In this case, we use call by reference because we don't want to copy the Cents class to do a pass-by-value. Really, those should be const references.

      • Hi Alex, Is it still good coding if we just have the operators as member functions, I've only started and it appears easier for me to have everything inside the class.

        Also in light of using friend functions and manageability where do you recommend I keep them (the friend functions). Just below my class, like your example, or somewhere else?

        Cheers,

  • Jay

    You might want to explain why the operators should be a friend function instead of a member function and therefore breaking encapsulation.

  • M.N. Jayaram

    Hi

    I have an observation. Instead of having many versions of overloading the operators with different combos it should be sufficient to have one version of operator to do Objects & use type conversion to handle other types. Otherwise the no. of combos of operators may become too unwieldy.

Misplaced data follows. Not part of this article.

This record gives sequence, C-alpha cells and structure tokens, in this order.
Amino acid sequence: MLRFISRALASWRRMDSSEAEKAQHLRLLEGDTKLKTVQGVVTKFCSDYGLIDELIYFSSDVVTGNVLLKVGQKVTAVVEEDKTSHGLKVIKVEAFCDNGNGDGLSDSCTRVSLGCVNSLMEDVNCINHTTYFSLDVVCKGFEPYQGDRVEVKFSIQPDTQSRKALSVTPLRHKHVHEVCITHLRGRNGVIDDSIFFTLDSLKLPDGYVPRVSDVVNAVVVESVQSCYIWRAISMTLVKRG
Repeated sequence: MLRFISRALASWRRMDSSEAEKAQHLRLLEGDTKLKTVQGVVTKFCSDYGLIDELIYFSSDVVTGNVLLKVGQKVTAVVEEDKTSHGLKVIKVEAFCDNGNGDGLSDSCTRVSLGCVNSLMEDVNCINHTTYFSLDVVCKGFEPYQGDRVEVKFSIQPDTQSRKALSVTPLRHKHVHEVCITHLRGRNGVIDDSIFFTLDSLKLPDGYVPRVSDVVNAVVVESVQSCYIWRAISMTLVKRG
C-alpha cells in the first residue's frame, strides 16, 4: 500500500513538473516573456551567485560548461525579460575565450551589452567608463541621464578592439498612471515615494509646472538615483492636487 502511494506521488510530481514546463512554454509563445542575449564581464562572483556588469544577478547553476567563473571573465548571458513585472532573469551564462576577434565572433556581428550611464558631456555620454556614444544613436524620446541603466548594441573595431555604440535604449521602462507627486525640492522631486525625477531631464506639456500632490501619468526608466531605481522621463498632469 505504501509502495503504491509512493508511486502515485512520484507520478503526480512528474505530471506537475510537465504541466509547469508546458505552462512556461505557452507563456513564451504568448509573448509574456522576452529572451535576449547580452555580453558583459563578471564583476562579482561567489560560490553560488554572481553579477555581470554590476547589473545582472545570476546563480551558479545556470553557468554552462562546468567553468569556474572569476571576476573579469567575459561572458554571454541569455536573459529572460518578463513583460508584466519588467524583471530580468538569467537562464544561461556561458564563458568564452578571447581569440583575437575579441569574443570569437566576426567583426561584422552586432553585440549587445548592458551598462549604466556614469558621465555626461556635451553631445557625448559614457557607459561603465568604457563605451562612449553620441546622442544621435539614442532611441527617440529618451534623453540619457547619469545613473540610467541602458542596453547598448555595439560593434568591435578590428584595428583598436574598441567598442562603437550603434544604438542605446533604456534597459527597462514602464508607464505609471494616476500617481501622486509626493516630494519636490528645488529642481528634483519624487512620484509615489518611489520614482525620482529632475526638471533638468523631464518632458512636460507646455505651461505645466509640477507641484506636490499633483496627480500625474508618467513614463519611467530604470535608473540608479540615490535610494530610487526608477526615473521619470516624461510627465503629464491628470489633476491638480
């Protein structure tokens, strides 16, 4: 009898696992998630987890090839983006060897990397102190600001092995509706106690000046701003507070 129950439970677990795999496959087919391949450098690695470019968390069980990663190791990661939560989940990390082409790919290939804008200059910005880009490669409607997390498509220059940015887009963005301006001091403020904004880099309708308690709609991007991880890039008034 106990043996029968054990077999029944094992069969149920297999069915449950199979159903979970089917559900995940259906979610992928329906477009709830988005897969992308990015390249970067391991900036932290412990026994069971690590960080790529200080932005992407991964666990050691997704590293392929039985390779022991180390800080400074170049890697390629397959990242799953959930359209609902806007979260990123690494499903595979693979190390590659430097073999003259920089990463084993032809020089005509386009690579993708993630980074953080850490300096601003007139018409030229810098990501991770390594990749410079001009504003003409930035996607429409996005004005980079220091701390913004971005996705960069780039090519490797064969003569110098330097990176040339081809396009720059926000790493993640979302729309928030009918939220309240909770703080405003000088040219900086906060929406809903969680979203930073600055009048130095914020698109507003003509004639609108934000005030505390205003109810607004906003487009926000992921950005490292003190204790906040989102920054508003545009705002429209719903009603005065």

Thus, the Cents & MinMax examples work with minimal operator versions as below.

    // =============================
    class Cents
    {
    private:
        int m_nCents;
    
    public:
        // Acts as default constructor, parameterised constructor
        // Also performs type conversion from int to Cents
    
        Cents(int nCents) { m_nCents = nCents; }
    
        // overload Cents + Cents
        friend Cents operator+(const Cents &c1, const Cents &c2);
        int GetCents() { return m_nCents; }
    };
    
    // note: this function is not a member function!
    Cents operator+(const Cents &c1, const Cents &c2)
    {
        // use the Cents constructor and operator+(int, int)
        return Cents(c1.m_nCents + c2.m_nCents);
    }
    
    int main()
    {
        Cents c1 = Cents(4) + 6;
        Cents c2 = 6 + Cents(4);
        std::cout << "I have " << c1.GetCents() << " cents." << std::endl;